14 civilians and two security forces personnel killed in Ivory Coast attack
At least 14 civilians and two special forces operatives have been killed by six armed men in a historic Ivory Coast resort town.
Beach-goers were attacked by gunmen outside three hotels in Grand-Bassam, with b loody bodies left sprawled on the beach.
Ivory Coast's president Alassane Ouattara said that the six attackers had also been killed.
Mr Ouattara has travelled to the town, pledging to visit the hotels involved to express condolences and salute the security forces for their quick response.
Al-Qaida in the Islamic Maghreb has claimed responsibility for the attack, according to SITE Intelligence Group which monitors jihadist websites.
The Islamic extremist group made the declaration in a post to its Telegram channels, calling three of the attackers "heroes" for the assault.
Bursts of gunfire sent people running from the beach at Grand-Bassam, a Unesco World Heritage Site and popular destination for Ivorians and foreigners about 25 miles east of Abidjan, Ivory Coast's commercial centre.
It is the third major attack on a tourism hotspot in West Africa since November.
Witness Marcel Guy said that he saw at least four gunmen with Kalashnikov rifles run onto the beach. One of the gunmen had a long beard, he said.
The gunmen approached two children on the beach, and Mr Guy said he heard the man speak Arabic. One of the children then knelt and started praying.
"The Christian boy was shot and killed right in front of my eyes," he said.
A reporter later saw four bodies sprawled out on the beach in front of a small resort next to the popular Etoile du Sud hotel.
Jacques Able, who identified himself as the owner of Etoile du Sud, said one person had been killed at the hotel.
A receptionist there said everyone was safe afterwards.
Beachgoers could be seen lining up with their hands above their heads as they filed out of the area.
Residents who heard the gunfire hid in their homes, according to Josiane Sekongo, 25, who lives across from one of the many beachfront hotels.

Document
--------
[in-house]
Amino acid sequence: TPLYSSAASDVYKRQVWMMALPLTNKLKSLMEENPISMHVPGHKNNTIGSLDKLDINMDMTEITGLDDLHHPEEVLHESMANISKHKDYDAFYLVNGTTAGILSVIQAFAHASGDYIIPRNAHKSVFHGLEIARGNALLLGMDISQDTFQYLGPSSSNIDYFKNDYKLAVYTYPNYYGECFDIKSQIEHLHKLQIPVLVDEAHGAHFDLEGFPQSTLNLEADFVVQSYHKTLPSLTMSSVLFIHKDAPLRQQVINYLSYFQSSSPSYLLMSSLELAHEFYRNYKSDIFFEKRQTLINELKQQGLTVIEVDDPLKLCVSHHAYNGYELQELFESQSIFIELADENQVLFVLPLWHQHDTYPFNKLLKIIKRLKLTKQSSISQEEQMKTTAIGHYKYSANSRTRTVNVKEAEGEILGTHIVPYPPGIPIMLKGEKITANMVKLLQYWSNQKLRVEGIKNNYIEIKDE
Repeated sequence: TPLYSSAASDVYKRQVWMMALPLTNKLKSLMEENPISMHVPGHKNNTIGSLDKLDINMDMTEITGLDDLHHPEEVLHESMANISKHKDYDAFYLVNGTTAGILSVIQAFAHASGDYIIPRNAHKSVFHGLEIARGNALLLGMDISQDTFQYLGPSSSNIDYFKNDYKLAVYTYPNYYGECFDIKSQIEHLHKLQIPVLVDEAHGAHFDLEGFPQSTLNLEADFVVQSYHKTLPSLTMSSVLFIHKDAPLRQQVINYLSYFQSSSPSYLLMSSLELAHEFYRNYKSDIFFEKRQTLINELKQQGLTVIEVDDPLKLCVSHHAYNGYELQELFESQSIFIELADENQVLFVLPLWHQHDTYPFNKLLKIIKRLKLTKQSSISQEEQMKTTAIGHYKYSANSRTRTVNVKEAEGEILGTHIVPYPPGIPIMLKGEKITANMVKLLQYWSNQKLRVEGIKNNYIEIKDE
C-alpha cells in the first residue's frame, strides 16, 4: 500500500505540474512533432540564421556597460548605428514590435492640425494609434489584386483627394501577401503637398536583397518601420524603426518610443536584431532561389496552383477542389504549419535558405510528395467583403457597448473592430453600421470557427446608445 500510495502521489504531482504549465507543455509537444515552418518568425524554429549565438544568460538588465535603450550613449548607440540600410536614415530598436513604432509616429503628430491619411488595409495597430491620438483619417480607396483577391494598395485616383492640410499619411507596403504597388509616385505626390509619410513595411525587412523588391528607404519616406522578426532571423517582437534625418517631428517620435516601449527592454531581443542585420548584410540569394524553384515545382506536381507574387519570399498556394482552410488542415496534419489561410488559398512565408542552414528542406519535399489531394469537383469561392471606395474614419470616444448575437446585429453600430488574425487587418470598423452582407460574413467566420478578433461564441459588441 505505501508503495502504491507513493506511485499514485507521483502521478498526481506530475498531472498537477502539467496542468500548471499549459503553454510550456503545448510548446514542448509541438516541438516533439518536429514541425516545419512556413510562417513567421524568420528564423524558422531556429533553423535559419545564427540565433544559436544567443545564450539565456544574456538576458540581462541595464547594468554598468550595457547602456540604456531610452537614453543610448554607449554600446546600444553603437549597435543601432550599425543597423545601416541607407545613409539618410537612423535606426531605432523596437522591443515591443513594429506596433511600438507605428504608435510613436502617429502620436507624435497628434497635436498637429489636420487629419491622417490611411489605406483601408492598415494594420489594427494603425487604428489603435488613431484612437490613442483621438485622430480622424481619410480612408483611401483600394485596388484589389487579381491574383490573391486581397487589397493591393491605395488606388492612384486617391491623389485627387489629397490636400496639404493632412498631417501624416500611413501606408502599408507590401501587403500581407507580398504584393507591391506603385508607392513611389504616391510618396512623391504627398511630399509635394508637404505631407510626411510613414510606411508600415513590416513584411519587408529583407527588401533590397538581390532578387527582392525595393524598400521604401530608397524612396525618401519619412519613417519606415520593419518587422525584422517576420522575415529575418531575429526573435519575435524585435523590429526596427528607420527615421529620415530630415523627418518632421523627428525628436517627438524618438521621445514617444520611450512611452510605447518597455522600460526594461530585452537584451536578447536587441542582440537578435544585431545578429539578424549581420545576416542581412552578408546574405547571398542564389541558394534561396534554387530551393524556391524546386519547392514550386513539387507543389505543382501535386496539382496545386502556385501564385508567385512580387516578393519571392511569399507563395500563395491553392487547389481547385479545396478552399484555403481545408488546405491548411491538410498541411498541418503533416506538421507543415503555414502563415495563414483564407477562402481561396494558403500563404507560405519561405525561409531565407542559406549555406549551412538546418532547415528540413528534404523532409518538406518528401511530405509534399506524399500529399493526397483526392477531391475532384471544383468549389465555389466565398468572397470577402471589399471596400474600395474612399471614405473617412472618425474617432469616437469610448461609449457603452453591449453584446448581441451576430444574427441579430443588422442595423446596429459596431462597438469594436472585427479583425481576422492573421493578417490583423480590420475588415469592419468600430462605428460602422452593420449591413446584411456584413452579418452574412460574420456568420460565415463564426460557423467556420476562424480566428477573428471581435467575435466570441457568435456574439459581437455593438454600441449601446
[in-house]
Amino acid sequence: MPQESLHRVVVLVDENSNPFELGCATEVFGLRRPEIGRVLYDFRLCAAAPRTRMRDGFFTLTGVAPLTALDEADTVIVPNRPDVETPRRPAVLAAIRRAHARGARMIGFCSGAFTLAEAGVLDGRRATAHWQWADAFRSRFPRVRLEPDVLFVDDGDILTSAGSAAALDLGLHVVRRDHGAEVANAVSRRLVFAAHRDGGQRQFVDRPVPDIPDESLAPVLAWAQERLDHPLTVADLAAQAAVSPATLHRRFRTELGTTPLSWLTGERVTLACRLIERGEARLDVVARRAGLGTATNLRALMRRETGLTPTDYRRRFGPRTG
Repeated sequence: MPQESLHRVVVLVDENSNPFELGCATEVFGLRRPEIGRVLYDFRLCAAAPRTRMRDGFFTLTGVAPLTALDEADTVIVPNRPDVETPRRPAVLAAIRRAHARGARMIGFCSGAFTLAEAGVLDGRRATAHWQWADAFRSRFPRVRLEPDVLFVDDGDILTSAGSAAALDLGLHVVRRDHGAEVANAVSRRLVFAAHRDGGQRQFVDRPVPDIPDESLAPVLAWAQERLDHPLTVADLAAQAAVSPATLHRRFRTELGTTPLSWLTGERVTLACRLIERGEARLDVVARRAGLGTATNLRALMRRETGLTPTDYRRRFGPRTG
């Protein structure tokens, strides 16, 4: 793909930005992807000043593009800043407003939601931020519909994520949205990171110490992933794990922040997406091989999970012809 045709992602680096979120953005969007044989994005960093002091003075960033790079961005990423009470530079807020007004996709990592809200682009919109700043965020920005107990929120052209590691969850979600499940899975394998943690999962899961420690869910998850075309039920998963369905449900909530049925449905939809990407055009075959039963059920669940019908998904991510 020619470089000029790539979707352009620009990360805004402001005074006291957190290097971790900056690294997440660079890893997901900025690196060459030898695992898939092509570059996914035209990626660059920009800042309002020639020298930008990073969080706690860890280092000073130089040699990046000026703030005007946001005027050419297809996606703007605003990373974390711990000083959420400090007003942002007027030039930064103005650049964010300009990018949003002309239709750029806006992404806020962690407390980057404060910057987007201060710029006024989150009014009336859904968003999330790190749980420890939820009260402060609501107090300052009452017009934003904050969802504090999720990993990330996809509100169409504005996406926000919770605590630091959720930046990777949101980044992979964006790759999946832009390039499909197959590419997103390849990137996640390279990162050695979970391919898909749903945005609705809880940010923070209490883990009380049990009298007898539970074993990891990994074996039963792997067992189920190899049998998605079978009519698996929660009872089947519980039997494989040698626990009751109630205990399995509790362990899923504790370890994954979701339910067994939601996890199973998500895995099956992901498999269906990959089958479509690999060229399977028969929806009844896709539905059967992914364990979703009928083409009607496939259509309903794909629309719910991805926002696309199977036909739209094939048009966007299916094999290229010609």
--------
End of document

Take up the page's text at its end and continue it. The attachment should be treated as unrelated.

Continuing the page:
A US embassy delegation was in Grand-Bassam on Sunday, but the US Embassy in Abidjan said it is monitoring the situation and has no evidence US citizens were targeted. It could bot confirm whether or not any were hurt.
Dozens of people were killed in the earlier attacks on West African tourist sites, starting with a siege at a Malian hotel in November and then an assault on a hotel and cafe in Burkina Faso in January.
Analysts have warned for months that Ivory Coast, which shares a border with both of those affected countries, could be hit by jihadists as well.
The West African attacks indicate that extremist attacks are spreading from North Africa, where a beach attack in June killed 38 people in Tunisia.
"I have always said that Abidjan (Ivory Coast) and Dakar (Senegal) are the next targets for jihadist groups because these two countries represent windows of France in Africa," said Lemine Ould M Salem, an expert on al-Qaida in the Islamic Maghreb and author of a book, The Bin Laden of the Sahara.
Speaking outside the Etoile du Sud later, Mr Outtara said: "I present my condolences to the families of the people who were murdered, and of course I am very proud of our security forces who reacted so fast.
"The toll could've been much heavier."
Meanwhile, the United States strongly condemned the attack, sending "thoughts and prayers to all affected by this senseless violence".
The US Embassy in Abidjan is making every effort to account for the welfare of American citizens in the area, according to the statement issued by State Department spokesman John Kirby.
The statement said Ivory Coast is an important regional partner to the US, adding: "In the days ahead we stand ready to support the Ivorian government as it investigates this heinous attack."